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  • Physiology of Pheripheral Nervous SystemSomatic Nervous SystemDept. PhysiologyMedical School, University of Sumatera Utara

  • Peripheral NervesMixed nerves carry somatic and autonomic (visceral) impulsesThe four types of mixed nerves are:Somatic afferent and somatic efferentVisceral afferent and visceral efferentPeripheral nerves originate from the brain or spinal column

  • Sensory/Motor + Somatic/VisceralSomaticNervousSystemAutonomicNervousSystem

    SomaticVisceralSensory(Afferent)somatic sensory[General Somatic Afferent (GSA)]visceral sensory[General Visceral Afferent (GVA)]Motor(Efferent)somatic motor[General Somatic Efferent (GSE)]visceral motor[General Visceral Efferent (GVE)]

  • Somatic Nervous SystemControls voluntary actionsMade up of the cranial and spinal nerves that go from the central nervous system to your skeletal muscles

  • Originate from the brain : Cranial NervesTwelve pairs of cranial nerves arise from the brain They have sensory, motor, or both sensory and motor functionsEach nerve is identified by a number (I through XII) and a nameFour cranial nerves carry parasympathetic fibers that serve muscles and glands

  • Cranial Nerves

  • Summary of Function of Cranial Nerves

  • PNS: Cranial nerves(12 pairs)

  • Cranial Nerve I: Olfactoryolfactory epithelium through the cribriform plate of the ethmoid bone the olfactory bulb and terminate in the primary olfactory cortex

    Functions solely by carrying afferent impulses for the sense of smell

  • Cranial Nerve II: Opticthe retina of the eye the optic canals and converge at the optic chiasm continue to the thalamus where they synapseFrom there, the optic radiation fibers run to the visual cortexFunctions solely by carrying afferent impulses for vision

  • Cranial Nerve III: OculomotorFibers from the ventral midbrain pass through the superior orbital fissure to the extrinsic eye musclesFunctions : raising the eyelid, directing the eyeball, constricting the iris, and controlling lens shapeParasympathetic cell bodies are in the ciliary ganglia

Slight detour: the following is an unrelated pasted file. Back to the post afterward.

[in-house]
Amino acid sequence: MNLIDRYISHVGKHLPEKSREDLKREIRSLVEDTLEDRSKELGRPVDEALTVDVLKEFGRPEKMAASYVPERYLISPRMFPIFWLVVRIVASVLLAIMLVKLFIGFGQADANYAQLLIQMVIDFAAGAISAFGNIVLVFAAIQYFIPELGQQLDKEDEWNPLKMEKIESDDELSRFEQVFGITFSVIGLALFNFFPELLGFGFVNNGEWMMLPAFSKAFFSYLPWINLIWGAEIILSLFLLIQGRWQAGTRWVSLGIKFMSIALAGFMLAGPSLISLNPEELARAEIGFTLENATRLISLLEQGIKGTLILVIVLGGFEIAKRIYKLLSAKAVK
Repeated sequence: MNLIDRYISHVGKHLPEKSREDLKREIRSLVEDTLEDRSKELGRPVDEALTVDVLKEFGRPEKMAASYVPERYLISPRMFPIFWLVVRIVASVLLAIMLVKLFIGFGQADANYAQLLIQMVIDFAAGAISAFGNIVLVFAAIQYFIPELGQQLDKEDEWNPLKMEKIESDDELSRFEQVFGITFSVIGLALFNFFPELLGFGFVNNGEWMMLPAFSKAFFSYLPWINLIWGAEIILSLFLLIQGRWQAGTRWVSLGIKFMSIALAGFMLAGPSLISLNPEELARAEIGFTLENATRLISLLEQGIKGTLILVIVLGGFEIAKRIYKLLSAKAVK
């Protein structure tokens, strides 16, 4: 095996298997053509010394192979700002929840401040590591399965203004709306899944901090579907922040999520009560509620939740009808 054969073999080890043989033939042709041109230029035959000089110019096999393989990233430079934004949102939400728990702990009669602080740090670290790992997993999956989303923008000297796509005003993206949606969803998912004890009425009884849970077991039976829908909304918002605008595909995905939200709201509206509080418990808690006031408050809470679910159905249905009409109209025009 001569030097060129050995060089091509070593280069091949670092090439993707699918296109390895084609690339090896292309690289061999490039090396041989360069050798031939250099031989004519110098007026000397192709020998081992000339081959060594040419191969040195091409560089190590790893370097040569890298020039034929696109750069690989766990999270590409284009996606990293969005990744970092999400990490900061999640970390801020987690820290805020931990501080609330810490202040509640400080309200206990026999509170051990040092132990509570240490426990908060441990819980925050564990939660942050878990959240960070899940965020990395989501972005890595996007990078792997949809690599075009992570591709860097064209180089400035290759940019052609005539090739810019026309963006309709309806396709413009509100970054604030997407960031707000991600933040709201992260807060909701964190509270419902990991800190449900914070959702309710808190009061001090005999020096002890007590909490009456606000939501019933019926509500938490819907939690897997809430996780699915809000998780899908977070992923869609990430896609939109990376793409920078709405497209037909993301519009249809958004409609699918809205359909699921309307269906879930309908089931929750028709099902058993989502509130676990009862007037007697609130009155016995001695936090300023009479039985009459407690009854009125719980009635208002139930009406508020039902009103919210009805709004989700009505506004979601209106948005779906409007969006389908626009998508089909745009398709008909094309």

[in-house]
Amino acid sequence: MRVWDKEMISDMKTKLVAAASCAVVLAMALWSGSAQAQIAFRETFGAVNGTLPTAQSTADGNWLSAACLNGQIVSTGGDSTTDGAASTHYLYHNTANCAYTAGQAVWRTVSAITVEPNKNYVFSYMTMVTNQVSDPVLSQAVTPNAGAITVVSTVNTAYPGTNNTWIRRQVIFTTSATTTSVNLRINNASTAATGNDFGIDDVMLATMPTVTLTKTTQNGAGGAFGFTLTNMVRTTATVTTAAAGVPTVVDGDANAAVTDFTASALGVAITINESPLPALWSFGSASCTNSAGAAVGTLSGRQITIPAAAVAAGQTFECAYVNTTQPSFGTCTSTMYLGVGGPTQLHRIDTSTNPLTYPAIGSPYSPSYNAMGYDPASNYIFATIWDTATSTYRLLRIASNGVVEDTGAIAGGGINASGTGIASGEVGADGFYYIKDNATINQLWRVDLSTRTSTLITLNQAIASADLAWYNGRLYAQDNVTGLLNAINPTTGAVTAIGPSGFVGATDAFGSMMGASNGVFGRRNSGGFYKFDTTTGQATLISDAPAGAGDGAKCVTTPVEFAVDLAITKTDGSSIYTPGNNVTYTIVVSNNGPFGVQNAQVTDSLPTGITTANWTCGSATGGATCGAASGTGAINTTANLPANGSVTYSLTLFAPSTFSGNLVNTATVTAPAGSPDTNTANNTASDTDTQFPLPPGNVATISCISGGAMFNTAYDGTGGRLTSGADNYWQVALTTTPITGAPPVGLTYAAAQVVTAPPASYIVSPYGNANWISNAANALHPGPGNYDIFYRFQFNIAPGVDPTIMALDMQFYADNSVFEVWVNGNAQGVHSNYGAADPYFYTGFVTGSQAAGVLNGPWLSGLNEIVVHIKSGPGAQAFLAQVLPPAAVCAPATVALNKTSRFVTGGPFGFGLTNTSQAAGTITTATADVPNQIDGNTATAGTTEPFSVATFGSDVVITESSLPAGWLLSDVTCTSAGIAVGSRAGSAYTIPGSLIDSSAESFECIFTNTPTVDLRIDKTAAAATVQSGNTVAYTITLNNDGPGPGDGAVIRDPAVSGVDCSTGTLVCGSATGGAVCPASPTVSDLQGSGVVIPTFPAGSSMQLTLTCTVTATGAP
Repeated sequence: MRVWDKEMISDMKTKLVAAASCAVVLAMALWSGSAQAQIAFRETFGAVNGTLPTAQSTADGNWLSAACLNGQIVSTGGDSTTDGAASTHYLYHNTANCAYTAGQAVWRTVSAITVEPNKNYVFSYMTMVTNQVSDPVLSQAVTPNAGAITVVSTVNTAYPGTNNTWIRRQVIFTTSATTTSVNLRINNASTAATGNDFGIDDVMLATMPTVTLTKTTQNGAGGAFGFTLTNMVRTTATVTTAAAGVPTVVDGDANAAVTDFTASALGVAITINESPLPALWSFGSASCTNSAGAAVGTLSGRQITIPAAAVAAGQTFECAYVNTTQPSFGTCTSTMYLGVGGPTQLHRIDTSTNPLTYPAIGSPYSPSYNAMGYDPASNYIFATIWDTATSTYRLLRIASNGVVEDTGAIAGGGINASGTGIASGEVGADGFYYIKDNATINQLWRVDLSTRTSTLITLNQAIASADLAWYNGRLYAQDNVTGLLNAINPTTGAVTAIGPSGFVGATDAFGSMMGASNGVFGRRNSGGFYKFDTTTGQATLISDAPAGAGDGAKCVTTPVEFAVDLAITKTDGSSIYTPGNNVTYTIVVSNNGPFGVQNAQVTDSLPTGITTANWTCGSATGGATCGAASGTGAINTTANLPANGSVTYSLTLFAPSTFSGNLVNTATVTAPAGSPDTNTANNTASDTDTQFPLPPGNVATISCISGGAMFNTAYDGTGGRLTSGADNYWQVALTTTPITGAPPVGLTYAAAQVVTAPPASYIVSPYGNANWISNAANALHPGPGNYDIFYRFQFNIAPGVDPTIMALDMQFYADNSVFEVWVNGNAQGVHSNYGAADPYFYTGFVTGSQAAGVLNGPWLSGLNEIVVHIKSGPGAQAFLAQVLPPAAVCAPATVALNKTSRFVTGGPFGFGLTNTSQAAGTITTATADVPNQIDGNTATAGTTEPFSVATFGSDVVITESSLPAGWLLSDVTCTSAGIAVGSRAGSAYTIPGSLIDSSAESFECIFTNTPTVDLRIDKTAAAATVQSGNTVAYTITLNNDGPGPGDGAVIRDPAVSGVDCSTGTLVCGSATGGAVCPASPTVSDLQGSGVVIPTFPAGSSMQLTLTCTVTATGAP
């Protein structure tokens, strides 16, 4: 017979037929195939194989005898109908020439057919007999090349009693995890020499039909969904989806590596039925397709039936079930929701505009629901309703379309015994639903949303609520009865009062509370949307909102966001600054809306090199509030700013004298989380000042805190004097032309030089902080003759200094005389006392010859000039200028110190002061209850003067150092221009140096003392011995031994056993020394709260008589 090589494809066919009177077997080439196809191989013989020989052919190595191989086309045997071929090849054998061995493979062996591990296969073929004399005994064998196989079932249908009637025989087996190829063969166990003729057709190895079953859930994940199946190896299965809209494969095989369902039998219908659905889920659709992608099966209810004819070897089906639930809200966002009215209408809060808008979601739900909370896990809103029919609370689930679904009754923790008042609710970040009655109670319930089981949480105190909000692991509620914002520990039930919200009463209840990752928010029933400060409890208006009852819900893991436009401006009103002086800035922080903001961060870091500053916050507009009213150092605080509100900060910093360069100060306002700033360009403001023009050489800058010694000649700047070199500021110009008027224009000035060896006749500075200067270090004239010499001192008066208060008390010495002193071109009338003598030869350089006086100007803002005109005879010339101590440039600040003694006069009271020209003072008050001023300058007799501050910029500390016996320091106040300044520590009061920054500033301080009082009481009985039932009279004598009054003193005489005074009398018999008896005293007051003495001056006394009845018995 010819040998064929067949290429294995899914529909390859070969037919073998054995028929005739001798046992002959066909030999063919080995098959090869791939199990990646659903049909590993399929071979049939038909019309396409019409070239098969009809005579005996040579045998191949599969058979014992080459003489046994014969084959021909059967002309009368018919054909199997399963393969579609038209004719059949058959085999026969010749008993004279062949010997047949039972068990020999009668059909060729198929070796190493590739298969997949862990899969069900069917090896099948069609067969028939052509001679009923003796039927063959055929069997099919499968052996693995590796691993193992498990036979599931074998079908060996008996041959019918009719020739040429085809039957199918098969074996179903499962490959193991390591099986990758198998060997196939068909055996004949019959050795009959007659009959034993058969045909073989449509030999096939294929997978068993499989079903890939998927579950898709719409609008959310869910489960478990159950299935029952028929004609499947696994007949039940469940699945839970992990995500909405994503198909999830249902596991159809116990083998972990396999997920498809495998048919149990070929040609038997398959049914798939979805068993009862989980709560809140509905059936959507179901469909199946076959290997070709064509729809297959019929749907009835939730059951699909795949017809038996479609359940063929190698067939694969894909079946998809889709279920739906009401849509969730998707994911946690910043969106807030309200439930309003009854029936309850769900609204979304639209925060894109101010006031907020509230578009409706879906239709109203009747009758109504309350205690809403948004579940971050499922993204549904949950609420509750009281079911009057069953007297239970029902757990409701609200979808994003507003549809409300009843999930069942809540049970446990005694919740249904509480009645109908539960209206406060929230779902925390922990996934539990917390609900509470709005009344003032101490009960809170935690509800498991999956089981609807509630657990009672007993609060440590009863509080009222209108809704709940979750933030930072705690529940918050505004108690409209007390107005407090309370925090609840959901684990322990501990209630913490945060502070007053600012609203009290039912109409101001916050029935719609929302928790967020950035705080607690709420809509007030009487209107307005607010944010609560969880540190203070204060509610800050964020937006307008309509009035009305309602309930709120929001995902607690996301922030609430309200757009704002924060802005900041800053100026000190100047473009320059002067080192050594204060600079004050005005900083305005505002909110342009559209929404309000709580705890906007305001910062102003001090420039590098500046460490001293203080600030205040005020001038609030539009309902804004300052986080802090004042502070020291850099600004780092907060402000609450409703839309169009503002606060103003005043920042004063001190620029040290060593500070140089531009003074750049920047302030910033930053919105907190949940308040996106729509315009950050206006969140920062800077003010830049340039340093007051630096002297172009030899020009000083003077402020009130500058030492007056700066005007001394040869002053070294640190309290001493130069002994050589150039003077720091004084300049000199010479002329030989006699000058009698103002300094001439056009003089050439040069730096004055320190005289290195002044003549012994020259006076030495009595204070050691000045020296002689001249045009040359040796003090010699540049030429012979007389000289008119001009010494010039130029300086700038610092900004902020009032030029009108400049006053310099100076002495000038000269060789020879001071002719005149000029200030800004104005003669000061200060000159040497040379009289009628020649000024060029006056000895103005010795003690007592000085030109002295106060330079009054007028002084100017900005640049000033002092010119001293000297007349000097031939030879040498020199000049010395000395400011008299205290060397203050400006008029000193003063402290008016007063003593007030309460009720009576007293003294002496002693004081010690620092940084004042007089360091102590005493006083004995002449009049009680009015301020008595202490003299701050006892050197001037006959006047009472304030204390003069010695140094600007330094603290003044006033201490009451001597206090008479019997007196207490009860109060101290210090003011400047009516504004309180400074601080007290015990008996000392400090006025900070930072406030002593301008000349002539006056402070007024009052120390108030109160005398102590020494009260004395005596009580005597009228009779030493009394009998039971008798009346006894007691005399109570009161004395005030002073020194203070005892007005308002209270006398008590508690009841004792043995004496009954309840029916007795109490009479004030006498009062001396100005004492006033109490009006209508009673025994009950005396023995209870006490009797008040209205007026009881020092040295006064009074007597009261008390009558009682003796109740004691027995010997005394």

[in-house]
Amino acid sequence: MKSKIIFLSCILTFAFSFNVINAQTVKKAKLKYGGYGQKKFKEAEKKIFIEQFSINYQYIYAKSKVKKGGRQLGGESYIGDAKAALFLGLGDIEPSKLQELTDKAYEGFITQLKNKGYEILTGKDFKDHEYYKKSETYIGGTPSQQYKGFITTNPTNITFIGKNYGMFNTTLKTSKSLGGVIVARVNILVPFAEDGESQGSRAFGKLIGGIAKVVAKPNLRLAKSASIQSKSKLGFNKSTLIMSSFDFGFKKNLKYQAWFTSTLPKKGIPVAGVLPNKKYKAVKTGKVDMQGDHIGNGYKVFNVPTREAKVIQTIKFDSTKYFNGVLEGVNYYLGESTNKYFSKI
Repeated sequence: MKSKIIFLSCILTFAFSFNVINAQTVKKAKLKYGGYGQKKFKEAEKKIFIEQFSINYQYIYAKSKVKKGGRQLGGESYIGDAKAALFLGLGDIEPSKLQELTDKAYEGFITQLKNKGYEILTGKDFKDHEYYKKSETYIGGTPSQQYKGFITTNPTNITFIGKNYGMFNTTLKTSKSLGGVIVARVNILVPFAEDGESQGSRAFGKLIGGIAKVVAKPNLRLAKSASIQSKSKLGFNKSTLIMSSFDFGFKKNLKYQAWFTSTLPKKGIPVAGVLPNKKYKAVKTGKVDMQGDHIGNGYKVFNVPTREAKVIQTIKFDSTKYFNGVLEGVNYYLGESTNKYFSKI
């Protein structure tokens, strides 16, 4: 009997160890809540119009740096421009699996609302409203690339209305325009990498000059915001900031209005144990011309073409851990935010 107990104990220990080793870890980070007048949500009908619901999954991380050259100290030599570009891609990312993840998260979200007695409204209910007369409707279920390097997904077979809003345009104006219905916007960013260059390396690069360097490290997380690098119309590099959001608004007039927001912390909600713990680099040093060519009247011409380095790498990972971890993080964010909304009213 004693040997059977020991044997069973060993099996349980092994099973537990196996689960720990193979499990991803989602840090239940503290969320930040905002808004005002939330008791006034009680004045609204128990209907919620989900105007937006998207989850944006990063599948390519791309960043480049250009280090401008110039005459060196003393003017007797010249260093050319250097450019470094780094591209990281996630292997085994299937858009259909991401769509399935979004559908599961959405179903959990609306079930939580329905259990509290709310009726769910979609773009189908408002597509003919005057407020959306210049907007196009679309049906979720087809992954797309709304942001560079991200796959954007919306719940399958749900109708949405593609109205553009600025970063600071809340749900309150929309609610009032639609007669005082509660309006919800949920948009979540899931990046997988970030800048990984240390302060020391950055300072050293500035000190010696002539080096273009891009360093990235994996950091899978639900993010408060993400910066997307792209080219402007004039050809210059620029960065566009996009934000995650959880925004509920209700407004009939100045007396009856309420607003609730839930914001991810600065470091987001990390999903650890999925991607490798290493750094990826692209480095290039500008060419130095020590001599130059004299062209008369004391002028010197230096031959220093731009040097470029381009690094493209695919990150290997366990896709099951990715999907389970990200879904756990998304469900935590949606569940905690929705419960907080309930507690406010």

• Cranial Nerve IV: TrochlearFibers emerge from the dorsal midbrain enter the orbits via the superior orbital fissures innervate the superior oblique musclePrimarily a motor nerve that directs the eyeball

  • Cranial Nerve V: TrigeminalComposed of three divisions Conveys sensory impulses from various areas of the face (V1) and (V2), and supplies motor fibers (V3) for mastication

  • Cranial Nerve VI: AbdcuensPrimarily a motor nerve innervating the lateral rectus muscle

  • Cranial Nerve VII: FacialMotor functions include facial expression, and the transmittal of autonomic impulses to lacrimal and salivary glandsSensory function is taste from the anterior two-thirds of the tongue

  • Cranial Nerve VIII: VestibulocochlearTwo divisions cochlear (hearing) and vestibular (balance)Functions are solely sensory equilibrium and hearing

  • Cranial Nerve IX: GlossopharyngealMotor innervates part of the tongue and pharynx, and provides motor fibers to the parotid salivary glandSensory fibers conduct taste and general sensory impulses from the tongue and pharynx

  • Cranial Nerve X: VagusThe only cranial nerve that extends beyond the head and neckThe vagus is a mixed nerveMost motor fibers are parasympathetic fibers to the heart, lungs, and visceral organsIts sensory function is in taste

  • Cranial Nerve XI: AccessoryPrimarily a motor nerve Supplies fibers to the larynx, pharynx, and soft palateInnervates the trapezius and sternocleidomastoid, which move the head and neck